The surface of the cured elastomeric hydrocarbon copolymer can be oxidized in any suitable manner, for example, by treatment with ozone, ultraviolet light in the presence of air, sulfuric acid-dichromate oxidation or flame treatment. Preferably, the surface of the copolymer that is to be bonded is treated, i.e., oxidized, with ultraviolet light with or without a sensitizer such as benzophenone, to increase the bondability of its surface to the adhesive composition. Ultraviolet radiation, having a wave length of from 2,000 to 4,000 A for a dosage of 0.5- joules/sq.cm., preferably 0.7-7 joules/sq.cm., sufficiently oxidizes the surface of the elastomeric copolymer. The surface of the elastomeric hydrocarbon copolymer can also be oxidized by treatment with an ozone-air mixture wherein the ozone concentration is at least about 100 to about 12,000 parts per million. Usually, oxidation of the surface in such cases is complete in about one-half to minutes at the above-mentioned ozone concentrations.

The surface of the oxidized elastomer is then coated with an organic polyisocyanate having an -NCO functionality of at least two NCO groups per molecule and an equivalent weight below about 300.

Aromatic, aliphatic and cycloaliphatic polyisocyanates can be used in the present invention. The preferred polyisocyanates are the C -C aromatics,

C -C aliphatics and C5725 cycloaliphatics. Representative aromatic polyisocyanates include 2,4-tolylene diisocyanate and its trimer 2,6-tolylene diisocyanate, 4,4-methylenebis(phenyl isocyanate), 1,3-phenylene diisocyanate, triphenylmethane triisocyanate, 2,4,4- triisocyanatodiphenyl ether, 2,4-bis(4- isocyanatobenzyl)phenyl isocyanate and related polyaryl polyisocyanates, 1,5-naphtha1ene diisocyanate and mixtures thereof. Representative aliphatic polyisocyanates include hexamethylene dissocyanate, xylylene diisocyanate, 1,12-dodecane diisocyanate and lysine ethyl ester diisocyanate. Representative cycloaliphatic polyisocyanates include 4,4'-methylene-bis(cyclohexyl isocyanate), 1,4-cyclohexylene diisocyanate, l-methyl- 2,4-cyclohexylene diisocyanate and 2,4-bis(4- isocyanatocyclohexylmethyl )cyclohexyl isocyanate. The polyisocyanates can be used in refined grades or as undistilled crude products containing varying amounts of phosgenation by-products. Representative isocyanates that are readily available and particularly preferred are poly(methylenephenyl isocyanate) (PAPI) and methylene bis( 4-pheny1 isocyanate). Conveniently, the isocyanate can be, and usually is, applied to the surface of the elastomer in a solvent. Representative solvents include aromatic hydrocarbons such as toluene, aliphatic hydrocarbons such as hexane, cycloaliphatic hydrocarbons such as cyclohexane, chlorinated hydrocarbons such as dichloromethane, ketones such as acetone and methyl ethyl ketone, esters such as ethyl acetate and butyl acetate and aliphatic ethers such as ethyl cellosolve. The amount of organic polyisocyanate used is that sufficient to form a thin coating, e.g., one to ten mils, on the oxidized surface of the elastomer.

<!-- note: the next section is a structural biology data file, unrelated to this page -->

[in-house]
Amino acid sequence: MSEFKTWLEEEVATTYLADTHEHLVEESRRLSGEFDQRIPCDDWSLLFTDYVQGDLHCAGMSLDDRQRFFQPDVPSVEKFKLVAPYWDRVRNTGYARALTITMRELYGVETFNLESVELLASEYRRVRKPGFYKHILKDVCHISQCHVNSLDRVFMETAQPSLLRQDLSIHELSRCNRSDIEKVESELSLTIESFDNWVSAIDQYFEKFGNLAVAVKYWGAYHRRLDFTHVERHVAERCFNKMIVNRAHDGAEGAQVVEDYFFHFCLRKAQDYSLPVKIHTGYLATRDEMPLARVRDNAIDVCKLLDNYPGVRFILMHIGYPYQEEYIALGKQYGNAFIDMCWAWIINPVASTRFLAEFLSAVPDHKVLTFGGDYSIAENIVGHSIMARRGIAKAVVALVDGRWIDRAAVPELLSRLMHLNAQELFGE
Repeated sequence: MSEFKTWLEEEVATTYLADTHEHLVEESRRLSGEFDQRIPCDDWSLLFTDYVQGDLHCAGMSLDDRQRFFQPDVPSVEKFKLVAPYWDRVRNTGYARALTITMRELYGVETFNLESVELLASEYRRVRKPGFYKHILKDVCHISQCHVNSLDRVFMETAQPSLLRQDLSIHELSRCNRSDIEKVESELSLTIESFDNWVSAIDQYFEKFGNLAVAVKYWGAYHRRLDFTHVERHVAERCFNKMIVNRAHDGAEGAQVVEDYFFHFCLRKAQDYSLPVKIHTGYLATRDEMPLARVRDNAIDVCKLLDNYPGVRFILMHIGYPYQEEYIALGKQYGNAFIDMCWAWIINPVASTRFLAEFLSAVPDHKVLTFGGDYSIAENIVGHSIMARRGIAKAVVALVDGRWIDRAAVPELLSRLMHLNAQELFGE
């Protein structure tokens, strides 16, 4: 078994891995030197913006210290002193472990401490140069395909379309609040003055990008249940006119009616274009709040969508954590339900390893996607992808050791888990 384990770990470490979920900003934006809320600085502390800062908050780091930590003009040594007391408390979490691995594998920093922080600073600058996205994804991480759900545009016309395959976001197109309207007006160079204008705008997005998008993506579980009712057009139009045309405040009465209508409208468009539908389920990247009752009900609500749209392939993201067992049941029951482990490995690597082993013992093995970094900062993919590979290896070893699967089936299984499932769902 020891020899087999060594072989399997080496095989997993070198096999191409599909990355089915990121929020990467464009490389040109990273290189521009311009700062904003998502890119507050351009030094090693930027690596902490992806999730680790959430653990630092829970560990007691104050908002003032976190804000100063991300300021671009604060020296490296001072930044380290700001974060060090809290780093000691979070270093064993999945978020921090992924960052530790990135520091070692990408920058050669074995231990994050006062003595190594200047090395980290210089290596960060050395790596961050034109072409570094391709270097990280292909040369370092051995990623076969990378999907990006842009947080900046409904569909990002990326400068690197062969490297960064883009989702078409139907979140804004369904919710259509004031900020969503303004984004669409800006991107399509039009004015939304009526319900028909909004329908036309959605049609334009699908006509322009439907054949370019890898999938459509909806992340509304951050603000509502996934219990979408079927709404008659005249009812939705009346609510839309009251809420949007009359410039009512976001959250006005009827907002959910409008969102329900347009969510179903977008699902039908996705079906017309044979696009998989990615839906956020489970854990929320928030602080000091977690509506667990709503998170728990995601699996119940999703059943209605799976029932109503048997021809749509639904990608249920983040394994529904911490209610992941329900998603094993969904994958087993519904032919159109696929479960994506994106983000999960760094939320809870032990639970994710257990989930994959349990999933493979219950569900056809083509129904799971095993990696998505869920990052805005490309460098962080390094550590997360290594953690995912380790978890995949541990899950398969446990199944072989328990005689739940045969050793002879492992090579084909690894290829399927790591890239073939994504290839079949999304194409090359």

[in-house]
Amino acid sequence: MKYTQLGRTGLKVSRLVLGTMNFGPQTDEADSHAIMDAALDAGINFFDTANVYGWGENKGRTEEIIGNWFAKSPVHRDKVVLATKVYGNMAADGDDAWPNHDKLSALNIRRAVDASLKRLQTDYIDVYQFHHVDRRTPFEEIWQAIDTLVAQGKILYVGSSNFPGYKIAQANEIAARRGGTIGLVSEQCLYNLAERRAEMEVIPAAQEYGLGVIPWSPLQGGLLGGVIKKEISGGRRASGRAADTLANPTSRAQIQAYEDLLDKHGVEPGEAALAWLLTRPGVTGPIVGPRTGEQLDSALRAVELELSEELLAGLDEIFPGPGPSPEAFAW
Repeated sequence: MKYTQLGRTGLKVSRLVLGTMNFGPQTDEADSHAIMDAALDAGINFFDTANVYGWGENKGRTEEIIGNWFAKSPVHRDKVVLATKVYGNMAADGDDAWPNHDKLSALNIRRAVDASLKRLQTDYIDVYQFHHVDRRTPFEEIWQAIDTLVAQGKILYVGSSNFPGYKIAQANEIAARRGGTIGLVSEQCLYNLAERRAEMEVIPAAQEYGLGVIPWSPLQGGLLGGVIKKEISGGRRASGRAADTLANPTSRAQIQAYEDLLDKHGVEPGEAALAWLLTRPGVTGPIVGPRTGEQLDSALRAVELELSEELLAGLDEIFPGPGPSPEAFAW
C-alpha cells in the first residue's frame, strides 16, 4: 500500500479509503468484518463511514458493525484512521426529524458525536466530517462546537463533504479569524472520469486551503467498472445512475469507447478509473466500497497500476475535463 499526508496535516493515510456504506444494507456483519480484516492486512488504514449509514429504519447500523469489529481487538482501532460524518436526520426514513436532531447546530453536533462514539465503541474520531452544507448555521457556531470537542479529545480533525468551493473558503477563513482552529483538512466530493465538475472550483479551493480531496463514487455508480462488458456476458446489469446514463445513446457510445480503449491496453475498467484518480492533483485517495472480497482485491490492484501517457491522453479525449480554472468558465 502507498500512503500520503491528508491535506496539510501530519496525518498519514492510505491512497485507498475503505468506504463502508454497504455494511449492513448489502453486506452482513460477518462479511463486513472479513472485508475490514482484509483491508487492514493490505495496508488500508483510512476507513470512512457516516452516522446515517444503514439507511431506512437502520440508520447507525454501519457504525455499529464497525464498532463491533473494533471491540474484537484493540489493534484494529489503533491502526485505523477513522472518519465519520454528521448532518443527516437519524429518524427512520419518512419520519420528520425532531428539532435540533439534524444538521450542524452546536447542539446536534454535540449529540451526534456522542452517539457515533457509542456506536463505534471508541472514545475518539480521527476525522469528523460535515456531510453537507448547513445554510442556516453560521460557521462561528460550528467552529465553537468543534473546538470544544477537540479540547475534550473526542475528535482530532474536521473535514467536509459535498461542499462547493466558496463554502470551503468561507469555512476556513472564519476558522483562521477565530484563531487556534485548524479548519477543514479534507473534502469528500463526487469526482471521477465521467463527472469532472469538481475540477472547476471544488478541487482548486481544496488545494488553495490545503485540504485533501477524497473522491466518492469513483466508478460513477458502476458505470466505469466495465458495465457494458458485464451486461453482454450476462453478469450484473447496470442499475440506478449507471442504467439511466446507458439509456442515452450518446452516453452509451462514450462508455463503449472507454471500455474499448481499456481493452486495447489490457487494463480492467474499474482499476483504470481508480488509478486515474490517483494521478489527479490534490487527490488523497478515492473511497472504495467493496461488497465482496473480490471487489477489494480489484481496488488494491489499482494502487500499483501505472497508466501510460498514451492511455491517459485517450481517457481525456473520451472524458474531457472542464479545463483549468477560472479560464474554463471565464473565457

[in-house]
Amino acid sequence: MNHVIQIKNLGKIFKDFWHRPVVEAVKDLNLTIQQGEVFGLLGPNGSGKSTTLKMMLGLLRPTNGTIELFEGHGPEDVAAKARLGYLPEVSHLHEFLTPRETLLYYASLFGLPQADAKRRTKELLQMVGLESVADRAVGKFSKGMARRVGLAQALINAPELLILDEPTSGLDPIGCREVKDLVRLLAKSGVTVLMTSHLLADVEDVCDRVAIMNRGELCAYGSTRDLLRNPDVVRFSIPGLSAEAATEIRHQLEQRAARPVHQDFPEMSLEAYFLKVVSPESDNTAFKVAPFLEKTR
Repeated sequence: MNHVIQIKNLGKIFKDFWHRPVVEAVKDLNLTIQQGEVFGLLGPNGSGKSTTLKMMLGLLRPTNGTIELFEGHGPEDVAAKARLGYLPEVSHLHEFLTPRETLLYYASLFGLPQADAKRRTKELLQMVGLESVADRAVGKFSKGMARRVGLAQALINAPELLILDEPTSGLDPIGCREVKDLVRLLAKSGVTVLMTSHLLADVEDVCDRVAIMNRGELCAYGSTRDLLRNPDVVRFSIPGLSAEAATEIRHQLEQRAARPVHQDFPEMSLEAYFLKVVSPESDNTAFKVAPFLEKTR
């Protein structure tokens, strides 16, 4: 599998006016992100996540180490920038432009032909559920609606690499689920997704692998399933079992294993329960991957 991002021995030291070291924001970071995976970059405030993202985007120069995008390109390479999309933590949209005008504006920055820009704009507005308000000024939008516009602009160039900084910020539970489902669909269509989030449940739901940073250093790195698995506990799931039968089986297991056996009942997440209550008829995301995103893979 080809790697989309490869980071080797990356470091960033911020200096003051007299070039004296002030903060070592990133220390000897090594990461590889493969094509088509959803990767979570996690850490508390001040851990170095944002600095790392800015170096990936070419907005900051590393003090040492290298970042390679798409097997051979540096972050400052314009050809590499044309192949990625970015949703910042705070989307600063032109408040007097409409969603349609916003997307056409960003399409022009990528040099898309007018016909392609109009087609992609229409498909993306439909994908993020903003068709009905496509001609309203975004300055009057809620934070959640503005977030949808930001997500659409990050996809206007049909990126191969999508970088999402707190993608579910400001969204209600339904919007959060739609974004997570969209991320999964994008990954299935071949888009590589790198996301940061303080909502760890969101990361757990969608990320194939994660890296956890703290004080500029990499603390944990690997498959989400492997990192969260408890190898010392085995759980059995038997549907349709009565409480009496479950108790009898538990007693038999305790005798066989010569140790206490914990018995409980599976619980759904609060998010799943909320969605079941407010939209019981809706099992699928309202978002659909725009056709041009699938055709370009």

The cured elastomeric copolymer can be adhesively bonded to any metal to form a composite article. Representative metals that are used to form the composite structure include steel, copper, brass, aluminum, or iron. Preferably, the cured elastomeric copolymer is bonded to chrome plated steel to form bumpers for automotive use. In order that the composite article display desirable weathering resistance, the surface area of the metal that is to form the bond must be coated with certain primers that are characterized as epoxybased or chlorinated rubber/phenolic resin-based adhesive primers. Epoxy-based or chlorinated rubber/- phenolic resin-based primers applied to the metal surface to be bonded provide excellent humidity resistance at the bond and promote the formation of a strong bond with the copolyester.